'The police have failed us' - Alex mom despairs as mob evicts family again
JMPD officers protected family through the night, while fearful daughter wept
An Alexandra family is feeling anxious and frustrated after being evicted from their home by a mob for the second time in two weeks.
The family, who are legal occupants of the property, were ousted from their home by a group of about 40 around 6pm on Thursday. Their front door was removed and their belongings thrown on to the street.
The two-bedroom duplex belonging to the Ncube family is in a narrow street in the township north of Johannesburg.
Gibson Ncube applied for the house in 1996, and once the processes were completed, the family moved into it in 2010.
Wife Melissa Ncube told TimesLIVE that she was at home with their five-year-old daughter when the incident happened.
Melissa said the mob followed their 15-year-old daughter home and demanded she open the door.
"They told me to open the gate and I didn't respond, because I was scared. They broke the gate and the door with their weapons. They asked where my husband was and started taking out our things."
At the time, her husband was where he plies his trade, selling clothes on the side of the road, not far from his house.
They have been facing eviction threats by community members in the township since December last year.
"This time they threw the stuff outside on the street, not even outside at the gate. They broke many things of ours," said Melissa.
She said Gibson rushed to the police station but police failed to helpt him.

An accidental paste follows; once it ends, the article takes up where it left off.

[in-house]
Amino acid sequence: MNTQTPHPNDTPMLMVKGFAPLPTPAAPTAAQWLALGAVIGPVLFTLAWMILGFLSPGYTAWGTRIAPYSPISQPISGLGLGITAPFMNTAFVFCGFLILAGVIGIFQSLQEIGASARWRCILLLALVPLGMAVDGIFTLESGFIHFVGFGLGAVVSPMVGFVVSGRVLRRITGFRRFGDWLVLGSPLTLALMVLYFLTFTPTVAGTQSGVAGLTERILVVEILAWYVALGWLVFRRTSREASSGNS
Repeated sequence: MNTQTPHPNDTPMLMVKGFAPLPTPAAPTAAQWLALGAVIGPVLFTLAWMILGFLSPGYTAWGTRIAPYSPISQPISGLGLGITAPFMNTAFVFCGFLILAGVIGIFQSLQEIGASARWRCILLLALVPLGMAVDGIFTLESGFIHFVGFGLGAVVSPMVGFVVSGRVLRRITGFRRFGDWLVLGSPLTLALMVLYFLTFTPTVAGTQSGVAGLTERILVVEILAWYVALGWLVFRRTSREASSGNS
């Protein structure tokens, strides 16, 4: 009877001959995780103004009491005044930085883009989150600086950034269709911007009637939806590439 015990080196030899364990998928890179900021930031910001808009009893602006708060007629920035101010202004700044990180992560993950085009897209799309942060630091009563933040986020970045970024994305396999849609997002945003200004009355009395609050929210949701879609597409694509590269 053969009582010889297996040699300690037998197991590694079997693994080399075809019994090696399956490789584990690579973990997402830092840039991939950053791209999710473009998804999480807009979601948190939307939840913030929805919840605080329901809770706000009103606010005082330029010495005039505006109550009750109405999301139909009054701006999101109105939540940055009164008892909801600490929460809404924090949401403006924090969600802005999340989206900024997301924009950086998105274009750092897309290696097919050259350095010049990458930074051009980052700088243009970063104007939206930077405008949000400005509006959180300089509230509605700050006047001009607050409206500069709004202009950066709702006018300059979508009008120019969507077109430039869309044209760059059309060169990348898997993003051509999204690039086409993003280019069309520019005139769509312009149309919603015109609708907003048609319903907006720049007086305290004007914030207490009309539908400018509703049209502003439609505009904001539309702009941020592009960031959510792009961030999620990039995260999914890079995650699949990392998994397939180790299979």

According to Melissa, her husband waited for hours but police did not dispatch officers to their house.
"I want the truth, because I want to know why the police are not helping us.
"It's like the police are behind these things because no one is helping us. They delay you at the police station so that these people can finish. When you go to the police station and ask for help, they say there are no police to help you," the desperate mother of two said.
She said they were eventually helped by Johannesburg metro police on Thursday evening. The metro cops helped ensure their safety through the night.
David Tembe, the metro's police chief, responded to message of appreciation by Ncube's employer with this tweet: "Much appreciated, we can't sit and wait while our residents are threatened, we have to serve with dignity & integrity."
Referring to the SAPS, she said: "Police don't even come in to check how they can help you, they sit in their van."
"That is not fair, we are not safe. I want justice, I want to the truth and want to know why they are doing this."
Ncube said her 15-year-old daughter, who is in grade 8, was currently busy with tests, saying that the continuing threats had impacted her "badly".
"She cried all night last night. How is she going to focus at school?
"Right now, we don't even have a door at our house.
"They told us we will never know peace until we leave the house."
Police spokesperson Lt-Col Lungelo Dlamini said they would look into the matter.
The Gauteng department of human settlements said it was a criminal act to evict a person without a court order or proper legal documentation.
"The preliminary investigations in the case of Gibson Ncube suggest that he has an approved subsidy in respect of the same property that he is reportedly being evicted from.
"The subsidy was approved in 2010 and he was allocated the house in May 2010. The illegal eviction is a criminal act which must be dealt with by the SAPS," the department said.
It called on law enforcement to take action against the alleged mob.
"The department condemns actions by hooligans and criminal elements who seek to exploit this cause to implement their selfish, xenophobic and criminal agendas."